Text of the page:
When I finished that book, which is currently being edited, I wasn’t done with my characters. I wanted to write a sequel, but I also felt a real need to have my three white characters interact with a more diverse group of children. As I started to work on models for the new characters, I simultaneously started puzzling out a plot that would legitimatize the use of diversity. This turned out to be much harder than anything I had done before and eventually lead me down the path of research. Happily, I enjoy doing research, as it almost invariably winds up feeding both my energy and my imagination. Meantime, my cast of characters needed fleshing out, and here’s where we get to the subject of maps.
My writing group once spent a little time talking about our different writing methodologies. It seems that we broke down into two camps; those that get a creative urge and start to write, allowing the story to develop as they go, and those that need to map out where they are going before starting to write. I fall into the latter category…with a passion!
Before retiring from education and dedicating myself to writing, I was head of the elementary division of a private school in New York. My division was on a campus by itself. That meant that I wasn’t only responsible for the welfare of students and children and curriculum, but also for everything regarding plant, maintenance, housekeeping, food service and transportation. I quickly learned that only carefully organizing every aspect of my job would enable me to survive. This meant keeping meticulous files, binders and daily lists of “Things to Do.”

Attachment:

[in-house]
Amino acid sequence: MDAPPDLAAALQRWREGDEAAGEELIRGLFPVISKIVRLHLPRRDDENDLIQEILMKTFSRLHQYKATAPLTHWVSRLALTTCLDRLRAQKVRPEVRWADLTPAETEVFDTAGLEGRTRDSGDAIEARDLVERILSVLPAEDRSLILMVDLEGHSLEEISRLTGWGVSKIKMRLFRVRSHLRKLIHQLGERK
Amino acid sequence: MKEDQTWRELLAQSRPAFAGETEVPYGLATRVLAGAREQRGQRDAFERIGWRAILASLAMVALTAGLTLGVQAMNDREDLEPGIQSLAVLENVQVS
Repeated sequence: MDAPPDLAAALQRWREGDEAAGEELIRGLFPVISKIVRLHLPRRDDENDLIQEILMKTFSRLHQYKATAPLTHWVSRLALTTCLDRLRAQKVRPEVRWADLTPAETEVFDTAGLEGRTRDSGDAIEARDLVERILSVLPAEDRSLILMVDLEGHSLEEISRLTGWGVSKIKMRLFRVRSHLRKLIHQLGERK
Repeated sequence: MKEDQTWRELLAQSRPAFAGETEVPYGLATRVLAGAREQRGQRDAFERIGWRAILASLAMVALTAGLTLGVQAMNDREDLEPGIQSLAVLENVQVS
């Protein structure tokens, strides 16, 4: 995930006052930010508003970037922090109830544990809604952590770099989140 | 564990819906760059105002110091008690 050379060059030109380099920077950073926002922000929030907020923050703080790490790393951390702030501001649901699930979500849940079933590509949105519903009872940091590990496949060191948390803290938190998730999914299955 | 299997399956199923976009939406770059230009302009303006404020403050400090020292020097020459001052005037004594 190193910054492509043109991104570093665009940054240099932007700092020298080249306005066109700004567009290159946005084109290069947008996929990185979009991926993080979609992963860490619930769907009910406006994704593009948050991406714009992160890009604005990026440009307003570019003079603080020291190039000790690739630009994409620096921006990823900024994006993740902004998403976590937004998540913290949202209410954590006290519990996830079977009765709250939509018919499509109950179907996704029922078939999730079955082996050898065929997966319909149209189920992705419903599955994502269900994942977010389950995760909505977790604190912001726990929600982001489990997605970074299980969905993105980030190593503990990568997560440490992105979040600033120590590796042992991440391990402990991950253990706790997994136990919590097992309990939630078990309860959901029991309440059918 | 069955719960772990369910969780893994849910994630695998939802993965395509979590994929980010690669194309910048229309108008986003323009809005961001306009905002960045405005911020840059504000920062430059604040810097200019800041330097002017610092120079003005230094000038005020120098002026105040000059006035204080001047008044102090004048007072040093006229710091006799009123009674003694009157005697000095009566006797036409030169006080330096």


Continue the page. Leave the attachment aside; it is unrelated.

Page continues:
Since teaching was my first passion, I continued teaching English to our fourth graders with a strong focus on writing. One day our school’s tech department suggested that I explore a graphic organizer called Inspiration (for adults) and Kidspiration (for young writers) that might be a good tool to help my young writers organize their thoughts. These applications enable you to create visual maps. For me, and the majority of my students, this tool proved very helpful.
I use Inspiration maps to make a sketchy outline of my full plot, breaking it down by the parts of story structure that I learned from the English teacher that had tremendous influence on both my reading and writing, and my desire to teach, Ms. Sandra Kyman.
Later, my story structure map will be fleshed out in a detailed outline. This same process will be followed for each and every chapter in my book.
Similarly, my characters first land on paper in the bubbles of a character map. The components of a character map look something like this:
In order for me to keep all of these characters maps, plot maps, outlines and research notes organized, I create a binder which I egotistically design a cover for and then divide into sections:
• Plot maps
• Character maps
• Story Structure Summaries
• Plot elements
I read that Stephen King uses ten computers to facilitate his writing. The majority of the computers are used to keep track of plot elements and the various drafts of the book he is currently working on, another couple have the growing developments of future books he plans to write. That’s Stephen King!
In an article for the Paris Review of 1956, Faulkner wrote: “There is no mechanical way to get the writing done, no shortcut. Teach yourself by your own mistakes; people learn only by error. The good artist believes that no one is good enough to give him advice. He has supreme vanity. No matter how much he admires the old writer. He wants to beat him.”
– William Faulkner, an interview of The Paris Review, in 1956.
Whatever method you develop through trial and error, we all have one thing in common and that is the need to edit and revise. But that may be the subject for another article. Until then, happy experimenting, happy error making, and happy writing.
Our First Writing Retreat
About two weeks ago, the guild held it’s first ever retreat, which was a one-day dive into nothing but writing. Two members located a perfect spot. It was quiet and had comfortable chairs as well as tables with chairs.We all pitched in on food, coffee (essential writing supply) and extension cords. It went so well, we’re already planning another retreat for the spring.
Here is one member’s takeaway from the day:
Write . . . you can always rewrite later.
If you’re stuck, skip ahead to something that’s vital and inspires good writing—no need to be linear.
It’s OK to critique as you go, but don’t let that stop the writing.